Ingrid Encalada Latorre cleans the room she shares with her children inside the church. Encalada lived for years in sanctuary churches throughout the Denver-Boulder area to avoid deportation has been granted a temporary stay of removal for a year, allowing her live without fear of deportation. (Carl Payne for Colorado Newsline)
Last month, Ingrid Encalada Latorre set out to hike the Mount Sanitas trail, a beloved Boulder trek that offers sweeping views of the Flatirons and foothills.
Encalada Latorre hiked with other immigrants, a group called Explorando Senderos de Boulder that sets out every weekend to explore the area’s outdoor recreation, a typical weekend activity for Colorado residents.
Though she had lived in the city for nearly four years, it was her first hike in Boulder.
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That November hike, Encalada Latorre said in an interview, was one of the first times she was able truly experience the community she lives in, as she had been confined to the Unitarian Universalist Church of Boulder to avoid arrest and deportation.
The Peruvian immigrant, who moved to the United States without documents in 2000, had been granted a stay of removal for one year beginning Nov. 1, meaning that she could now step out of the church she sought sanctuary in without fear. She could buy her own groceries, pick up her children from school, spend holidays with her Colorado-based family, venture out with friends — and hike.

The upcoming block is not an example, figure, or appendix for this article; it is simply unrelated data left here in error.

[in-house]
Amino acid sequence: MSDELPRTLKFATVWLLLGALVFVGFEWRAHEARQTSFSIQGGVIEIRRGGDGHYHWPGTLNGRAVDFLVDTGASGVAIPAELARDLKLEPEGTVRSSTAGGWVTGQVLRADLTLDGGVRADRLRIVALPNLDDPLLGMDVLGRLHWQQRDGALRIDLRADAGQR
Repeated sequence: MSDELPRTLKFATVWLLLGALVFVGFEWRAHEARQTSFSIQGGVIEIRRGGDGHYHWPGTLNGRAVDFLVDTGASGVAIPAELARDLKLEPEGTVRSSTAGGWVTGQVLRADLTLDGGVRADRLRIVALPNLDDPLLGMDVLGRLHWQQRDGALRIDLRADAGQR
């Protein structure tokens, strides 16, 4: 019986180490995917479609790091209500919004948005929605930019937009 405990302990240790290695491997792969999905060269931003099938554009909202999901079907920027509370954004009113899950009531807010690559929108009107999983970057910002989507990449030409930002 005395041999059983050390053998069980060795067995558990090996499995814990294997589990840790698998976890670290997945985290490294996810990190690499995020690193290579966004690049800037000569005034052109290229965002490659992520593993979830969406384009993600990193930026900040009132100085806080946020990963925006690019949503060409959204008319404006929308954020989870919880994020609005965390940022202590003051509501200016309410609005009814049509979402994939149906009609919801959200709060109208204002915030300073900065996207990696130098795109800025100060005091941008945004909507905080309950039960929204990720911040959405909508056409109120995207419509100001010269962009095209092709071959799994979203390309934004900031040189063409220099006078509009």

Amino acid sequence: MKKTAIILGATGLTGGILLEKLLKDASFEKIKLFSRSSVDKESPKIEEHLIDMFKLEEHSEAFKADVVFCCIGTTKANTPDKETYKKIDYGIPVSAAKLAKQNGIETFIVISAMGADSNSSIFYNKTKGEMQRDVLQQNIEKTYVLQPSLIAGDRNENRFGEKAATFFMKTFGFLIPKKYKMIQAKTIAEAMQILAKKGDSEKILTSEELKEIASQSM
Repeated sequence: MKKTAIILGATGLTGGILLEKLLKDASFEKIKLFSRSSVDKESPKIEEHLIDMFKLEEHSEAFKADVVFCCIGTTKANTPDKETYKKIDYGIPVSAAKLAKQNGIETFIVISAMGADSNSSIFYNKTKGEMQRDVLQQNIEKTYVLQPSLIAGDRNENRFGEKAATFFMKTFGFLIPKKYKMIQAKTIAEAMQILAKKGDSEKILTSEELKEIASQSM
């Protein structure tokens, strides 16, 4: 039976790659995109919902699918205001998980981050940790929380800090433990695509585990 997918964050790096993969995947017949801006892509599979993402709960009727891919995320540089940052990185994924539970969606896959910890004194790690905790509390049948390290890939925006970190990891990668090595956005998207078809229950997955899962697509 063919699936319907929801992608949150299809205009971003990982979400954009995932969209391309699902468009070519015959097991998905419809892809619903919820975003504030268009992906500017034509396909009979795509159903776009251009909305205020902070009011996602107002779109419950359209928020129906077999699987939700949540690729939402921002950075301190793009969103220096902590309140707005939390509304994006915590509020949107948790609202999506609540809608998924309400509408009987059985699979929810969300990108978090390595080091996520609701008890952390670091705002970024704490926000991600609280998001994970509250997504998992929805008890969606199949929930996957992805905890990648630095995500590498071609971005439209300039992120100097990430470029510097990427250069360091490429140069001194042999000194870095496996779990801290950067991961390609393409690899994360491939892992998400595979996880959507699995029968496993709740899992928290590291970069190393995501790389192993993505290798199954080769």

“I don’t have to watch my back and be afraid of someone stalking me, ready to detain me. I feel like I can jump, like I can run,” she said through an interpreter.
Encalada Latorre is one of a handful of Colorado immigrants in recent years who have sought sanctuary, a practice through which undocumented people seek refuge in a house of worship to avoid detainment or deportation. It’s a tactic immigrants use when every other effort has failed, to buy time in hope of a breakthrough in their case.
U.S. Immigration and Customs Enforcement guidelines dissuade agents from making arrests at hospitals, schools and houses of worship.
“Taking sanctuary is where you go into a community of faith and you are making a public stand to be under the protection of the faith community to ensure that you can remain in this country, because you’ve exhausted all of your legal options,” explained Gabriela Flora, the program director for the American Friends Service Committee’s Denver immigrant rights program.
“It’s a sacrifice. It’s a beautiful thing in that a faith community … says, ‘Our system is so unjust, that we are creating sanctuary for someone to come stay here because we know what is happening is not morally right,’” she said. “In a sense, there is incredible beauty in that.”